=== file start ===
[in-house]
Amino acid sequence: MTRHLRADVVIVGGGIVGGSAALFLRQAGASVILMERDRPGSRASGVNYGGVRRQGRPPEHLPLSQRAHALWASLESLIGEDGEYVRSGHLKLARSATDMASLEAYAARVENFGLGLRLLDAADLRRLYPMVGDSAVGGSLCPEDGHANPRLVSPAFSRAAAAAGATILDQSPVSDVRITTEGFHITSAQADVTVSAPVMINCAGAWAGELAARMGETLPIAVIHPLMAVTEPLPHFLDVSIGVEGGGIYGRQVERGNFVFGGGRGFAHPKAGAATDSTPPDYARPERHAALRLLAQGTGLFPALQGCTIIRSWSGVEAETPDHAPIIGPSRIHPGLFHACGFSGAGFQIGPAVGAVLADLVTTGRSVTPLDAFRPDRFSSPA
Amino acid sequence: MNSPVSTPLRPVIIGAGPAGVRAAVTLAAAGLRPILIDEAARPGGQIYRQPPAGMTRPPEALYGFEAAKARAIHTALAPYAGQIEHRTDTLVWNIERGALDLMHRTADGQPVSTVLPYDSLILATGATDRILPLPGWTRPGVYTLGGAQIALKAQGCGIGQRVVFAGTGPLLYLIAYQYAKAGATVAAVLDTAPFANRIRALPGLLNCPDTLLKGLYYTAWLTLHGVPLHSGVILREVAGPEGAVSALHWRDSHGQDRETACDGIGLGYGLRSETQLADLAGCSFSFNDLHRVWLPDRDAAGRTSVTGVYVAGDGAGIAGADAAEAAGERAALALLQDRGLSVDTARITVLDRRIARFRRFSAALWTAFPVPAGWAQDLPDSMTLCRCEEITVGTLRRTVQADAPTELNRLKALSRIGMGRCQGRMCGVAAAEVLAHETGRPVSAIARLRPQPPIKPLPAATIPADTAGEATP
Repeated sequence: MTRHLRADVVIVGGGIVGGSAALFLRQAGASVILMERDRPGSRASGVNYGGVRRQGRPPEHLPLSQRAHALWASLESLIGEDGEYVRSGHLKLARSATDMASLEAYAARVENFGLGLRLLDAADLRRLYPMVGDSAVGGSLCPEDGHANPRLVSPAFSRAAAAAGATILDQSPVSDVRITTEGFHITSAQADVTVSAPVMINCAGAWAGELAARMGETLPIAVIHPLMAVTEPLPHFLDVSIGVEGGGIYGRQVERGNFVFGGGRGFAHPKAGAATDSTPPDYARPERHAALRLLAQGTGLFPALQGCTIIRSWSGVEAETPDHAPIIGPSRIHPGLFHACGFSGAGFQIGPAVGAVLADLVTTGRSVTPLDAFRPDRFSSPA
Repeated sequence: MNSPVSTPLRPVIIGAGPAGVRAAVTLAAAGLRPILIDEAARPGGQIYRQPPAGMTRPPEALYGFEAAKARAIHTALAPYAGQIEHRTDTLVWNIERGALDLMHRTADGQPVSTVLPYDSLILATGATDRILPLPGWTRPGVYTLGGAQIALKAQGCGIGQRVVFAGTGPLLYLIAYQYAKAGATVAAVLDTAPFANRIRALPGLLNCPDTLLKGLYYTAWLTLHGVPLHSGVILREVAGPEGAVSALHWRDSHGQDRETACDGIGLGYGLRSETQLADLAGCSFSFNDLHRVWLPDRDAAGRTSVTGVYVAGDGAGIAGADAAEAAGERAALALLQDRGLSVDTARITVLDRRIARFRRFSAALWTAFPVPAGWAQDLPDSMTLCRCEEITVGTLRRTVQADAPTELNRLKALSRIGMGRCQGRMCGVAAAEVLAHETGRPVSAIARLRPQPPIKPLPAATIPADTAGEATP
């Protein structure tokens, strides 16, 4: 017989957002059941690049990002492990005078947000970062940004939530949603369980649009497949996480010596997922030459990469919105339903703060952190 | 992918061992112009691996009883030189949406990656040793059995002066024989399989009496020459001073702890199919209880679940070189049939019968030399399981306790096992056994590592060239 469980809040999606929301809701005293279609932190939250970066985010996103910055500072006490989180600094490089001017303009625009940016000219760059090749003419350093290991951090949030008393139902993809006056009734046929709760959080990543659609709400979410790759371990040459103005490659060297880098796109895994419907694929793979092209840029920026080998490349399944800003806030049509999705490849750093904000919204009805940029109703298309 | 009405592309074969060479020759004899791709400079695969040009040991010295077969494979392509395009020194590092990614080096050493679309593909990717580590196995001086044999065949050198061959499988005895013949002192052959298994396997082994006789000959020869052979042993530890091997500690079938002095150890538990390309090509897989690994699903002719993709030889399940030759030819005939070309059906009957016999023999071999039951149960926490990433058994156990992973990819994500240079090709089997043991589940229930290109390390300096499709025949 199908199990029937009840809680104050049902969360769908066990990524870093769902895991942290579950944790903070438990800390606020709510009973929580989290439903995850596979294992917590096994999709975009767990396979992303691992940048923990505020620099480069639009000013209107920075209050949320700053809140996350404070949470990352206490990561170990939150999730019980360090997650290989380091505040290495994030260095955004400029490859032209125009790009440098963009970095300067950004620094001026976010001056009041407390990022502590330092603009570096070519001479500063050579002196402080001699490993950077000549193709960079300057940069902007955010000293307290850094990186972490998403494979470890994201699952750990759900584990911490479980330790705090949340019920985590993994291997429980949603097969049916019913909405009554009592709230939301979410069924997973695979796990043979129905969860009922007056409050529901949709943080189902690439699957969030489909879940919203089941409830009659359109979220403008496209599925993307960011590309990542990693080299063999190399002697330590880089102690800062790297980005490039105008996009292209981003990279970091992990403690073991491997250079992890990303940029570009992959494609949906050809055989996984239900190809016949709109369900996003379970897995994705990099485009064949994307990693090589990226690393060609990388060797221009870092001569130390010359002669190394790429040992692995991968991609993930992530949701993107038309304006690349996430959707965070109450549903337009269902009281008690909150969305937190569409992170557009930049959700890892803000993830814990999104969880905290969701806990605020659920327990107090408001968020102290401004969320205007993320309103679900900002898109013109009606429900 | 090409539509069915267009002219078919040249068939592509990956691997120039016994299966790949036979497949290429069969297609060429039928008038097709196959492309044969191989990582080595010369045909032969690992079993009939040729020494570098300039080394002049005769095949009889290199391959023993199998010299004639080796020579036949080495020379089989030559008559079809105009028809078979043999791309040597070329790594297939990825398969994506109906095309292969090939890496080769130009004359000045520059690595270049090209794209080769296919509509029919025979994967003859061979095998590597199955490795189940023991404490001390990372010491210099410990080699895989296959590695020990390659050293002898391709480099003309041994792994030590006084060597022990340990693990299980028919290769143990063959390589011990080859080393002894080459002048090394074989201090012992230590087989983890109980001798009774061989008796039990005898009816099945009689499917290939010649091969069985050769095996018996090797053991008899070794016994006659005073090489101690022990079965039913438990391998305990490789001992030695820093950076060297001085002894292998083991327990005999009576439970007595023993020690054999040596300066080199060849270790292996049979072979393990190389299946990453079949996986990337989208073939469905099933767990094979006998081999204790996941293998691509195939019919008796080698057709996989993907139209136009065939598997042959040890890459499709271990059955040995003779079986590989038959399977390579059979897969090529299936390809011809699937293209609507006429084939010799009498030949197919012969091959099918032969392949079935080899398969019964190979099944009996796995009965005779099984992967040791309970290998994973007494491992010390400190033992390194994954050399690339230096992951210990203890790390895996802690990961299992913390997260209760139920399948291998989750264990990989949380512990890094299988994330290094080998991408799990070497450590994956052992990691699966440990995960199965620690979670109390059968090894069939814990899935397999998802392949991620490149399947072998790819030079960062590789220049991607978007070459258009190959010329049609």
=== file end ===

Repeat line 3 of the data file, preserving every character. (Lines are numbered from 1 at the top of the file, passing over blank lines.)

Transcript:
Amino acid sequence: MNSPVSTPLRPVIIGAGPAGVRAAVTLAAAGLRPILIDEAARPGGQIYRQPPAGMTRPPEALYGFEAAKARAIHTALAPYAGQIEHRTDTLVWNIERGALDLMHRTADGQPVSTVLPYDSLILATGATDRILPLPGWTRPGVYTLGGAQIALKAQGCGIGQRVVFAGTGPLLYLIAYQYAKAGATVAAVLDTAPFANRIRALPGLLNCPDTLLKGLYYTAWLTLHGVPLHSGVILREVAGPEGAVSALHWRDSHGQDRETACDGIGLGYGLRSETQLADLAGCSFSFNDLHRVWLPDRDAAGRTSVTGVYVAGDGAGIAGADAAEAAGERAALALLQDRGLSVDTARITVLDRRIARFRRFSAALWTAFPVPAGWAQDLPDSMTLCRCEEITVGTLRRTVQADAPTELNRLKALSRIGMGRCQGRMCGVAAAEVLAHETGRPVSAIARLRPQPPIKPLPAATIPADTAGEATP